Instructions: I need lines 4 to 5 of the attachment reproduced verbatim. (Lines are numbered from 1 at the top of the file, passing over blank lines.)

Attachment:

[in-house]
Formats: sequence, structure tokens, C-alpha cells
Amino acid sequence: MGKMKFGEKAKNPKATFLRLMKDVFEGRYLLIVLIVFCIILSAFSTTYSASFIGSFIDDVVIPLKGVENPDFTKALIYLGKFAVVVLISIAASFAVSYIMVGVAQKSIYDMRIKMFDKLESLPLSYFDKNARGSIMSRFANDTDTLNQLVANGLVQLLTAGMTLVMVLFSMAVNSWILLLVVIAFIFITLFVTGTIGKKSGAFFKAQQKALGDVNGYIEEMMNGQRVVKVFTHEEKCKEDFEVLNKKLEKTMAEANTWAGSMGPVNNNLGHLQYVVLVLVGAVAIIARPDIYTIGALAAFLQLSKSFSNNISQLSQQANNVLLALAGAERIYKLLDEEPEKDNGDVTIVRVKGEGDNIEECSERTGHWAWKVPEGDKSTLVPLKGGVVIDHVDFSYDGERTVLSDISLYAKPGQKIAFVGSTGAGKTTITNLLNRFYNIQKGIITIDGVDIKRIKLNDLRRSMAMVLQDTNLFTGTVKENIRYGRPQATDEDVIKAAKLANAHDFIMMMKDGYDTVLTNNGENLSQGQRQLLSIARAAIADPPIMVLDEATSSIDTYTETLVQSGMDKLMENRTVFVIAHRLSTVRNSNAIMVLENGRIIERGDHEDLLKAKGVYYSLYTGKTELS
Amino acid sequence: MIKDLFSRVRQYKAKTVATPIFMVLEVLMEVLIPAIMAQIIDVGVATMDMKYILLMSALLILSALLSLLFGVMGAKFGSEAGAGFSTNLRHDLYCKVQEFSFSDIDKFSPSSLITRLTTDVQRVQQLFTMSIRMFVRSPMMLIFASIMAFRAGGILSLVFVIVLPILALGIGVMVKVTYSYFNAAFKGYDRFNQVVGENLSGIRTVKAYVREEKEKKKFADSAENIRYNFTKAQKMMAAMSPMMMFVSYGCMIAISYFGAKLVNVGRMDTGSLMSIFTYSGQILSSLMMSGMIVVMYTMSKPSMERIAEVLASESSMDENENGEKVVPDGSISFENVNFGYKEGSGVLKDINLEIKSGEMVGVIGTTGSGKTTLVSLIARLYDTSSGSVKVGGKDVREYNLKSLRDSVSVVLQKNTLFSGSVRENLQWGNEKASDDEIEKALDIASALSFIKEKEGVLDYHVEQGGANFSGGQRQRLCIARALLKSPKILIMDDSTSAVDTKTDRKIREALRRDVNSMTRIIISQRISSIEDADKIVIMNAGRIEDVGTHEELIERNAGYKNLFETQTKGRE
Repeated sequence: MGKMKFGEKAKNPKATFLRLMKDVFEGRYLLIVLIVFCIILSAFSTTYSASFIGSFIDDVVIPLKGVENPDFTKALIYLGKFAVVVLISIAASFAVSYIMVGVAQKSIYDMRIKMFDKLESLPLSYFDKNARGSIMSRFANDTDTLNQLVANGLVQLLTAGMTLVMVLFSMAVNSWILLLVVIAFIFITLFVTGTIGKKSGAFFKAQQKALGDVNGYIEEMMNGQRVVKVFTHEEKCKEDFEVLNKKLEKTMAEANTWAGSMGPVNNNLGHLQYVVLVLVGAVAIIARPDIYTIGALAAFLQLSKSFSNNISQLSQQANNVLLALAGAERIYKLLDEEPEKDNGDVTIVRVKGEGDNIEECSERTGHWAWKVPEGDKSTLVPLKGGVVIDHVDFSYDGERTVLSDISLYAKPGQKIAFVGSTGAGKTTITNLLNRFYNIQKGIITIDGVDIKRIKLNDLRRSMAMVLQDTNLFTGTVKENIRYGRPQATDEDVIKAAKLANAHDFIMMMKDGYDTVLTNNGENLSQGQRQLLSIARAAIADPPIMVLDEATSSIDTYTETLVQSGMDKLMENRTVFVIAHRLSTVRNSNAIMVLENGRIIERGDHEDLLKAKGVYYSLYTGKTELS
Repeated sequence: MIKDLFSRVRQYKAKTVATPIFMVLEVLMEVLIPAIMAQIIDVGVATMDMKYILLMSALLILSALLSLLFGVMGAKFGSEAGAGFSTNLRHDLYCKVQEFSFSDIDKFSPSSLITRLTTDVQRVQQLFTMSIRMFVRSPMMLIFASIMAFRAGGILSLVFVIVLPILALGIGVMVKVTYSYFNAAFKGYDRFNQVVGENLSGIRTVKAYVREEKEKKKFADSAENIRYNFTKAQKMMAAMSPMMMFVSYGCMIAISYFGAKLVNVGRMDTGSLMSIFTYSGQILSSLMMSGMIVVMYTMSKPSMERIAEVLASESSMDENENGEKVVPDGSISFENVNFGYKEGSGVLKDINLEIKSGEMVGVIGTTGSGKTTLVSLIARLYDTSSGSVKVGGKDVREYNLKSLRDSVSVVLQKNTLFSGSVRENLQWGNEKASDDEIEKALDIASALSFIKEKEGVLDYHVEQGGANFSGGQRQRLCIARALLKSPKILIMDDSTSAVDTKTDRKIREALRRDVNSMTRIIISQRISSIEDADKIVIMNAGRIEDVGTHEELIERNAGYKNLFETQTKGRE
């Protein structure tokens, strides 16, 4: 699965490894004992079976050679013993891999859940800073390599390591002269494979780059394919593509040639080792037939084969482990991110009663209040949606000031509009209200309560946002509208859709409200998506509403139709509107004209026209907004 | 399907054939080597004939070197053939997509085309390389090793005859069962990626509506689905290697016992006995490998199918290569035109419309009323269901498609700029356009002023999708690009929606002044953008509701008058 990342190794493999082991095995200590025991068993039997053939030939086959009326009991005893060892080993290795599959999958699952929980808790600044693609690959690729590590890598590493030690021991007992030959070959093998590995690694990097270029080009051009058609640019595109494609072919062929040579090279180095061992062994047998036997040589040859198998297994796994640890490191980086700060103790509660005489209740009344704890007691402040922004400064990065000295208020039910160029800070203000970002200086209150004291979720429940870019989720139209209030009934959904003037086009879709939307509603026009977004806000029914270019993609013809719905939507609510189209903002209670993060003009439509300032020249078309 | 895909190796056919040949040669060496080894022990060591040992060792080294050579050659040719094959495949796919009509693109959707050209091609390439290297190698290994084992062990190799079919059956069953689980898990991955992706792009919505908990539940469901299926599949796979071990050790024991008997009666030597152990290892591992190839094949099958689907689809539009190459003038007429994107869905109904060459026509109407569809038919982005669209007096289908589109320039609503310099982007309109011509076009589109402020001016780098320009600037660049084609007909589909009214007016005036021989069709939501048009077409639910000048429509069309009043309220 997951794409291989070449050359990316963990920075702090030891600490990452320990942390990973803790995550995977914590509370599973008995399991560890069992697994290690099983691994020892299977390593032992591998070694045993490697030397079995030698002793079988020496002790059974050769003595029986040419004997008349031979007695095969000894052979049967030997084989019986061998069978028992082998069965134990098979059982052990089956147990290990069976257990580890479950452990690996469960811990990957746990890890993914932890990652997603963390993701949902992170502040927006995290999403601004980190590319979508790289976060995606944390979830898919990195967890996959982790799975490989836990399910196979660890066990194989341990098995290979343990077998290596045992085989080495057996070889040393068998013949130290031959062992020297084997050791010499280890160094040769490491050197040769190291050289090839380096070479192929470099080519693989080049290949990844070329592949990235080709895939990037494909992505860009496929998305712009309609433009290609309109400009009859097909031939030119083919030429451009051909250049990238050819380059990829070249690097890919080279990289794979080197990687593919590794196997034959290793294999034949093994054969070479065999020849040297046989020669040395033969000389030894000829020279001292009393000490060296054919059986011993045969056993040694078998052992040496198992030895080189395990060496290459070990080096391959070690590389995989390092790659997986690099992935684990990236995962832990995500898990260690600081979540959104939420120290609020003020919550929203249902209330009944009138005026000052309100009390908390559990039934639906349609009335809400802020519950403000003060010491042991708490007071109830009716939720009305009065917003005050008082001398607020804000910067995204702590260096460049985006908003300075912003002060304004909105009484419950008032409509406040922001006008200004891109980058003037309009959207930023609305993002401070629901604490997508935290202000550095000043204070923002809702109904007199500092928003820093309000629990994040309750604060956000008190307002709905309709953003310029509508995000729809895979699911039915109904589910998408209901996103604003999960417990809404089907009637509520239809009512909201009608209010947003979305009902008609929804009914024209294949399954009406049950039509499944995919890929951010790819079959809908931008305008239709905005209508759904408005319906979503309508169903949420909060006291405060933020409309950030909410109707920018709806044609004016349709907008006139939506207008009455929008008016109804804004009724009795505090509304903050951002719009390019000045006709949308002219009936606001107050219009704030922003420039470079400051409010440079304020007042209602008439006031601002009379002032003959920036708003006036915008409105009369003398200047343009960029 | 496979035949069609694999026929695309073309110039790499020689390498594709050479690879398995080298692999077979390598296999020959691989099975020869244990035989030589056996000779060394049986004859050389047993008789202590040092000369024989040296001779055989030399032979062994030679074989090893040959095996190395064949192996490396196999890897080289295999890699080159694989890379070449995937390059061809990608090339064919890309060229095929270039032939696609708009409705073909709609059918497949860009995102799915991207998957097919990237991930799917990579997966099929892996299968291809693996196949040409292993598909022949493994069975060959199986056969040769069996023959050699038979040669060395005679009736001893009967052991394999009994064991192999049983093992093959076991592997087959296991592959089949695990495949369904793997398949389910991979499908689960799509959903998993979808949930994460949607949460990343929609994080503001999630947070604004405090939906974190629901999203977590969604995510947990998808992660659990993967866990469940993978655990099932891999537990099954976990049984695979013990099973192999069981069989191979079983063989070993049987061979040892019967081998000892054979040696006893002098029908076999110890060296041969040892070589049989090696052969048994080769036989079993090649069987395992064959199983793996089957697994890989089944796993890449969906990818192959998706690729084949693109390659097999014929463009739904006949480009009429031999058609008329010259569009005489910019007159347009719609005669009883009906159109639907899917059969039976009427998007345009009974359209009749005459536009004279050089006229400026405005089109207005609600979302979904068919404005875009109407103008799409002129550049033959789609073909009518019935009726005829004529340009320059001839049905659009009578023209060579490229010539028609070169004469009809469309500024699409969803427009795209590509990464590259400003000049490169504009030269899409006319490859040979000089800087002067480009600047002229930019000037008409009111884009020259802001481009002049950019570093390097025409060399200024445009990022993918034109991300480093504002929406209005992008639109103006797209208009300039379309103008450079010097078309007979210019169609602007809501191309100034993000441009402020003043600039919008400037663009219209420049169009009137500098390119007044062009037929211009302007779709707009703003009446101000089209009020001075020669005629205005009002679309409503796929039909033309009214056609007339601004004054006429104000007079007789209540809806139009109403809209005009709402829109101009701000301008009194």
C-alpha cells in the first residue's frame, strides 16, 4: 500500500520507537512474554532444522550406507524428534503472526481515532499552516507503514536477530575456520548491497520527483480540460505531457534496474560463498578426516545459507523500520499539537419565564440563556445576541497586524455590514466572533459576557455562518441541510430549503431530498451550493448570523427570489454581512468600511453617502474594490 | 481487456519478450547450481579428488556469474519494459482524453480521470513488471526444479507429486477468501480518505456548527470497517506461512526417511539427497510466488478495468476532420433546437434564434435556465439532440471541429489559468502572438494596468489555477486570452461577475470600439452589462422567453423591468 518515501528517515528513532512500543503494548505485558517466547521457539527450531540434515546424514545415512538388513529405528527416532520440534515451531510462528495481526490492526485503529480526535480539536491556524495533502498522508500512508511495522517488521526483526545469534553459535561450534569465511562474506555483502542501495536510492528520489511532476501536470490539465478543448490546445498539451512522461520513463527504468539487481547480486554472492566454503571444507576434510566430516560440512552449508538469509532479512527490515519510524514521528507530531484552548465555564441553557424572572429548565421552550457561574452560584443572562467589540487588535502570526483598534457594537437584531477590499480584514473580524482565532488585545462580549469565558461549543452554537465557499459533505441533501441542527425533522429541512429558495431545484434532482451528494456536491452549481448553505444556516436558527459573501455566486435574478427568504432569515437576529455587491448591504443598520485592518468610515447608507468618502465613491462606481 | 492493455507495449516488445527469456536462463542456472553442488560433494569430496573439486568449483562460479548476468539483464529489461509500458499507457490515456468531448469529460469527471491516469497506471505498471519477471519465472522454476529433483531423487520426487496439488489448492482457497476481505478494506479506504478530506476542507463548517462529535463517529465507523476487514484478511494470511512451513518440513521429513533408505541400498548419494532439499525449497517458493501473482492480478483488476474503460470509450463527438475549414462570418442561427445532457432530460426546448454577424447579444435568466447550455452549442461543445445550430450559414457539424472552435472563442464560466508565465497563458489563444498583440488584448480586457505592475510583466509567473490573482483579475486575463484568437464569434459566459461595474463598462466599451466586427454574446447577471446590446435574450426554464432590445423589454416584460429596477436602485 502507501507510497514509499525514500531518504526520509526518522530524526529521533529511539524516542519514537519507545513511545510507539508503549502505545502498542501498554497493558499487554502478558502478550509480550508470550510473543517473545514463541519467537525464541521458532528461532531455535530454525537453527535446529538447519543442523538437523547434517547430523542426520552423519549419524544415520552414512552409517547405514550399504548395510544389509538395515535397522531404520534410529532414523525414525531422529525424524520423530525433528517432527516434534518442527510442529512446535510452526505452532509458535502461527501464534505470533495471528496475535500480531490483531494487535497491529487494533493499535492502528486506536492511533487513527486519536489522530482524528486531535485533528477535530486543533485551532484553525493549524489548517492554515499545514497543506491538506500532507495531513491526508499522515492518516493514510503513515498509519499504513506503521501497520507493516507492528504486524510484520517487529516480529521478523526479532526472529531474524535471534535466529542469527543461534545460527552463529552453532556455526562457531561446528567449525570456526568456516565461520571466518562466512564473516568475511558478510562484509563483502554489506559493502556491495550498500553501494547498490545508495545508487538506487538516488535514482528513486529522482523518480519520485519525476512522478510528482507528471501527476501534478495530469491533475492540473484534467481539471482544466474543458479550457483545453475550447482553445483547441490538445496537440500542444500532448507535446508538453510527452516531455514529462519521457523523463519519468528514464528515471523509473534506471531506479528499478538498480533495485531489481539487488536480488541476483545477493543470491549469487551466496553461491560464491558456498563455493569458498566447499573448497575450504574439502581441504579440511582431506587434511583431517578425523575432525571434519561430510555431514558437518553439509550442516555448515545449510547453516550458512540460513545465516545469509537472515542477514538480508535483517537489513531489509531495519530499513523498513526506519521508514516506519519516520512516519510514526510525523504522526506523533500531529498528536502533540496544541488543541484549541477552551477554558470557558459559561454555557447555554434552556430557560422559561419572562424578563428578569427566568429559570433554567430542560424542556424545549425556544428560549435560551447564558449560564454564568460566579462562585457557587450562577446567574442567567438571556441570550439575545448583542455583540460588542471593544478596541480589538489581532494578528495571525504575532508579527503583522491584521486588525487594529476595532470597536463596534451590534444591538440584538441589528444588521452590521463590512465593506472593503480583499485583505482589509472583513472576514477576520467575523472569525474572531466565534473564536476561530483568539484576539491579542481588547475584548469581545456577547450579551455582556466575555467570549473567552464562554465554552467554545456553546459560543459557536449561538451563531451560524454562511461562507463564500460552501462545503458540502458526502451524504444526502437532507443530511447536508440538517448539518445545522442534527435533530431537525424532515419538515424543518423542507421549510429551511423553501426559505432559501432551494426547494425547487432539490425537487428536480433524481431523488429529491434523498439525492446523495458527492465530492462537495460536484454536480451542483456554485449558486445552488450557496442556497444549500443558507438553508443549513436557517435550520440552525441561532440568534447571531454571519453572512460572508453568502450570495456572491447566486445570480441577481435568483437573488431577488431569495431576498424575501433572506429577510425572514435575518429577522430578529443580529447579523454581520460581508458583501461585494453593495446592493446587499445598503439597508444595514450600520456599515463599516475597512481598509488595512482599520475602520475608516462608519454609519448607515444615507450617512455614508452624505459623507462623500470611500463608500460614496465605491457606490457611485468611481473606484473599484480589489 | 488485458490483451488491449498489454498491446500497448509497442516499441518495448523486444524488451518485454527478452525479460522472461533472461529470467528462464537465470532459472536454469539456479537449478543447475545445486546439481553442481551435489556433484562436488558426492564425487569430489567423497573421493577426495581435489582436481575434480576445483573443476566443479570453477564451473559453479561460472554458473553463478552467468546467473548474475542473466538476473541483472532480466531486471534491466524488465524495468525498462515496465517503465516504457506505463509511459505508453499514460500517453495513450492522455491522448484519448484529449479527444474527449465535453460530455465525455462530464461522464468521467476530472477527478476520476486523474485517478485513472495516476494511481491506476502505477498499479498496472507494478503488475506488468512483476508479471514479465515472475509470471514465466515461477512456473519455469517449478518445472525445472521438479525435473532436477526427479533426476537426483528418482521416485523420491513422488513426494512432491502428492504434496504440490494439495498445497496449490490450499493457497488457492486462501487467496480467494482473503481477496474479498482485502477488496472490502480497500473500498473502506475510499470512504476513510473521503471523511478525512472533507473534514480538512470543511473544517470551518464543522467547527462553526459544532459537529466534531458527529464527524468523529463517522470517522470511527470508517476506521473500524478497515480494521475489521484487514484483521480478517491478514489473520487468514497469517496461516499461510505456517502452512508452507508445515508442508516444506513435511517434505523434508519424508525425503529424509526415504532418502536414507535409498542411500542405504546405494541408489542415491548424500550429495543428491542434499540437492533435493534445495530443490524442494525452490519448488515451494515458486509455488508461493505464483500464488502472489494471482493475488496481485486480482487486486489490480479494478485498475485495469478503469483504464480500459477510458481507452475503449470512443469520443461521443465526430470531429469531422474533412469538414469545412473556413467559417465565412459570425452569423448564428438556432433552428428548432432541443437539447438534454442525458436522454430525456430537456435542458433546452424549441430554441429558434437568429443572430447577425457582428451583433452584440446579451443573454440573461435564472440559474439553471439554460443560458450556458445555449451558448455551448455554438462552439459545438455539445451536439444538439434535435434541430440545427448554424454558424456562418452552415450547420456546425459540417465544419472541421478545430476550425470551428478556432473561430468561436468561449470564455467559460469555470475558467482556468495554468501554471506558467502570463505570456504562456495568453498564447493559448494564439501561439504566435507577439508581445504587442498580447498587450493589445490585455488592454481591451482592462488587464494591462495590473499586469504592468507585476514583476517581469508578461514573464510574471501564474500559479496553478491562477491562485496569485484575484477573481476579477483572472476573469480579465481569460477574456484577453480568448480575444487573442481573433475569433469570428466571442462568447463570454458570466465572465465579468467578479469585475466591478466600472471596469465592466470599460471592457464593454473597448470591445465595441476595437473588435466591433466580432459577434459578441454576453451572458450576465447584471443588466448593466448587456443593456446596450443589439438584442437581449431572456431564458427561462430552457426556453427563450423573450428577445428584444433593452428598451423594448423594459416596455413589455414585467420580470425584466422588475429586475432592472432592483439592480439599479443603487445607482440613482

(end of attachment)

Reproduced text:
Amino acid sequence: MIKDLFSRVRQYKAKTVATPIFMVLEVLMEVLIPAIMAQIIDVGVATMDMKYILLMSALLILSALLSLLFGVMGAKFGSEAGAGFSTNLRHDLYCKVQEFSFSDIDKFSPSSLITRLTTDVQRVQQLFTMSIRMFVRSPMMLIFASIMAFRAGGILSLVFVIVLPILALGIGVMVKVTYSYFNAAFKGYDRFNQVVGENLSGIRTVKAYVREEKEKKKFADSAENIRYNFTKAQKMMAAMSPMMMFVSYGCMIAISYFGAKLVNVGRMDTGSLMSIFTYSGQILSSLMMSGMIVVMYTMSKPSMERIAEVLASESSMDENENGEKVVPDGSISFENVNFGYKEGSGVLKDINLEIKSGEMVGVIGTTGSGKTTLVSLIARLYDTSSGSVKVGGKDVREYNLKSLRDSVSVVLQKNTLFSGSVRENLQWGNEKASDDEIEKALDIASALSFIKEKEGVLDYHVEQGGANFSGGQRQRLCIARALLKSPKILIMDDSTSAVDTKTDRKIREALRRDVNSMTRIIISQRISSIEDADKIVIMNAGRIEDVGTHEELIERNAGYKNLFETQTKGRE
Repeated sequence: MGKMKFGEKAKNPKATFLRLMKDVFEGRYLLIVLIVFCIILSAFSTTYSASFIGSFIDDVVIPLKGVENPDFTKALIYLGKFAVVVLISIAASFAVSYIMVGVAQKSIYDMRIKMFDKLESLPLSYFDKNARGSIMSRFANDTDTLNQLVANGLVQLLTAGMTLVMVLFSMAVNSWILLLVVIAFIFITLFVTGTIGKKSGAFFKAQQKALGDVNGYIEEMMNGQRVVKVFTHEEKCKEDFEVLNKKLEKTMAEANTWAGSMGPVNNNLGHLQYVVLVLVGAVAIIARPDIYTIGALAAFLQLSKSFSNNISQLSQQANNVLLALAGAERIYKLLDEEPEKDNGDVTIVRVKGEGDNIEECSERTGHWAWKVPEGDKSTLVPLKGGVVIDHVDFSYDGERTVLSDISLYAKPGQKIAFVGSTGAGKTTITNLLNRFYNIQKGIITIDGVDIKRIKLNDLRRSMAMVLQDTNLFTGTVKENIRYGRPQATDEDVIKAAKLANAHDFIMMMKDGYDTVLTNNGENLSQGQRQLLSIARAAIADPPIMVLDEATSSIDTYTETLVQSGMDKLMENRTVFVIAHRLSTVRNSNAIMVLENGRIIERGDHEDLLKAKGVYYSLYTGKTELS